30 Dec 2009

Objective Divisibility §32. Ch.2.Duration as Immediate Datum. Bergsonism. Deleuze

[The following summarizes parts of Deleuze's Bergsonism. My commentary is in brackets. Paragraph subheadings are my own.]

Gilles Deleuze

Le bergsonisme

La Durée comme donné immédiate
Duration as Immediate Datum

[For Bergson, duration changes in kind when we divide it. This is because it is thoroughly heterogeneous. But duration does not extend like space does. So we do not have half a duration when we split it. Rather, we have wholly different durations. There are never any self-same phases throughout a duration. It is continuously heterogeneous. (Consider seeing this entry. It discusses Riemann's influence on Bergson's notion of continuous multiplicity.]

§32 Objective Divisibility

[Duration is subjective. But we are also conscious of objective things in the world around us. And these extend in homogeneous space, unlike duration. Hence,] objective things (objects) are divisible, and when we divide them, they do not change in kind. Hence objectivity is what divides by differences in degree. [Deleuze cites Matter and Memory p.273. (Reference to be added later). Bergson writes here: "As long as we are dealing with space, we may carry the division as far as we please; we change in no way, thereby, the nature of what is divided. This is because space, by definition, is outside us; it is because a part of space appears to us to subsist even when we cease to be concerned with it; so that, even when we leave it undivided, we know that it can wait, and that a new effort of our imagination may decompose it when we choose. As, moreover, it never ceases to be space, it always implies juxtaposition and consequently possible division. Abstract space is, indeed, at bottom, no thing but the mental diagram of infinite divisibility. But with duration it is quite otherwise" (Bergson 273c.d).]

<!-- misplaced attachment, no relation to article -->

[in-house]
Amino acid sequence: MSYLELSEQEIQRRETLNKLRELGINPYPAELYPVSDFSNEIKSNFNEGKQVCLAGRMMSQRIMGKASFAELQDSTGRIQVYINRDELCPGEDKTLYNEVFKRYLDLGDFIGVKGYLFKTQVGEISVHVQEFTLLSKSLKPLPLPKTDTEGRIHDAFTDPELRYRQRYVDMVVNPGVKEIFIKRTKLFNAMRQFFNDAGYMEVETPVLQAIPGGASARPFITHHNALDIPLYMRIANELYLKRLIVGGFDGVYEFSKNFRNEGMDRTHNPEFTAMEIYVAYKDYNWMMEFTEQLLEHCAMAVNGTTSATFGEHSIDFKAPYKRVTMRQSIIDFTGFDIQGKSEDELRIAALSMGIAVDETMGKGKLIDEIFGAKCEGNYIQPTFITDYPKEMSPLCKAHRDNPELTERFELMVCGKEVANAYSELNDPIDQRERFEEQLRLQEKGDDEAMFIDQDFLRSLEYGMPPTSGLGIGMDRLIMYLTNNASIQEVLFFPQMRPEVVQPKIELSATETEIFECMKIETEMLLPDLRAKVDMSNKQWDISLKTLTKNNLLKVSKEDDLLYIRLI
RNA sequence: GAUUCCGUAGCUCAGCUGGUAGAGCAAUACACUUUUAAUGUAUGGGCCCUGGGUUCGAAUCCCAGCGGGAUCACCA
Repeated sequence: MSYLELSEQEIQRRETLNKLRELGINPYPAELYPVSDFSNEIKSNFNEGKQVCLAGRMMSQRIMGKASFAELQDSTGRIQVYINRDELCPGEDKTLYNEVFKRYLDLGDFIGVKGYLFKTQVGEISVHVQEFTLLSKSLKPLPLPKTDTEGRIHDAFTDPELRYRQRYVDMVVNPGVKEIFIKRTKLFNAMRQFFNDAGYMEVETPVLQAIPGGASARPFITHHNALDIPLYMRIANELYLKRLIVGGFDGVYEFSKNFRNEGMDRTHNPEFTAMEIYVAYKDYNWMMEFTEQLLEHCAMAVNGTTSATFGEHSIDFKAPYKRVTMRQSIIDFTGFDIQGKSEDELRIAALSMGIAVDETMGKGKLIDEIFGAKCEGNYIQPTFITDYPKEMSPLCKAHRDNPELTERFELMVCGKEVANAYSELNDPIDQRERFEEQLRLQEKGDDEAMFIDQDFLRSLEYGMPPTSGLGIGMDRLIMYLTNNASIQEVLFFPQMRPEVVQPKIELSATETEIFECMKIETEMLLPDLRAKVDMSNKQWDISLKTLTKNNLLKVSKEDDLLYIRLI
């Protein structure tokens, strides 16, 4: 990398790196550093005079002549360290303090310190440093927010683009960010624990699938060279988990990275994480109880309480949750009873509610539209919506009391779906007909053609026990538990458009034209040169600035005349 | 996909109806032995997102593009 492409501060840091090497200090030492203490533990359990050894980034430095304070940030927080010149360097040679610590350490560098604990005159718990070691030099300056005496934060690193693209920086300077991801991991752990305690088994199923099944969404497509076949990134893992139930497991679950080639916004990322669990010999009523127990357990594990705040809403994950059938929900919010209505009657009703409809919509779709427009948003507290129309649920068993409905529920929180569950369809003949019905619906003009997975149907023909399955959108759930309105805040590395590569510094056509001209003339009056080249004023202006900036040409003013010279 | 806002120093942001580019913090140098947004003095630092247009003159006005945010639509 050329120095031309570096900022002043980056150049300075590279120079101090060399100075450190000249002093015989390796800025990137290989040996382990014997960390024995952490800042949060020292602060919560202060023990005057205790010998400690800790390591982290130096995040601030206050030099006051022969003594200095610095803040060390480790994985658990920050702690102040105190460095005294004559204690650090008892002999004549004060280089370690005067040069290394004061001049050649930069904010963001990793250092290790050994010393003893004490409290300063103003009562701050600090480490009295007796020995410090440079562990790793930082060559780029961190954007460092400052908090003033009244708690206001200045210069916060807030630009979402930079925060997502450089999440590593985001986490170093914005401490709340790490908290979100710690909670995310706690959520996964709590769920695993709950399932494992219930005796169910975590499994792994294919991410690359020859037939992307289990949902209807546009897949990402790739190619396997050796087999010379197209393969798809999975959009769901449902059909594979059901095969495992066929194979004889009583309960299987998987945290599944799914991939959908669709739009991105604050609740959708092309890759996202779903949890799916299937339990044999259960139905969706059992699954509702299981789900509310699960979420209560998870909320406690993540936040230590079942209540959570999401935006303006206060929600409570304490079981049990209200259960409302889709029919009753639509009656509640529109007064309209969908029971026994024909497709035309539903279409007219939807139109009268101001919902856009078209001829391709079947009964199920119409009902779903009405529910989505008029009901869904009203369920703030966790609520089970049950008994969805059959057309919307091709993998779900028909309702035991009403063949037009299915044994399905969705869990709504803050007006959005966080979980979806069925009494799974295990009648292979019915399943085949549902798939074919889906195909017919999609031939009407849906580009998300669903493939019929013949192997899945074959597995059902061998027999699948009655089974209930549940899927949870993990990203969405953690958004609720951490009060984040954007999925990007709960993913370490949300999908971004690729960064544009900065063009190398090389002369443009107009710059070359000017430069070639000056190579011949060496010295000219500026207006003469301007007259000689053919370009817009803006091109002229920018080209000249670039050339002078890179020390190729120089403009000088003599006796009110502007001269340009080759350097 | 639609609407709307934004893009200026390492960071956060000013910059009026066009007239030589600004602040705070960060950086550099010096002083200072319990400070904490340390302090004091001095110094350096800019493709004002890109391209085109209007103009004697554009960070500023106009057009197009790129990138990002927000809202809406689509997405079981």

Numbers are the model for those things that can divide without changing their nature. Like numbers, objects are numerically divisible into units. Hence an object is a "numerical multiplicity / multiplicité numérique" (41d/34d). In a sense, such numerically divisible things already have the division implied within them. So Deleuze writes: "number has only differences in degree, or that its differences, whether realized or not, are always actual in it / le nombre n'a que des différences de degré, ou que ses différences, réalisées ou non, sont toujours actuelles en lui" (41d/34-35).

Something that does not extend also does not have parts and cannot be divided into parts. So what about the basic numerical units? If they are unities, then can they be divisible? If not, then they would have different degrees of difference within them. Rather, perhaps they might be like heterogeneities which change kind if they are divided. Consider for example when we add two units together. We regard each of these units as indivisible wholes that are combined with each other. So are such units indivisible? But later, we might divide that doubled unit by four. By doing so, we divide each of the previous wholes into halves. So in this way, the unity of the unit is provisional. Bergson says it obtains its unity in the mental act that regards it as such, for the temporary purpose of addition. But then for the purpose of division, the mind then regards the unit as divisible. Bergson writes in Time and Free Will §54, [underlined are the parts that Deleuze quotes]: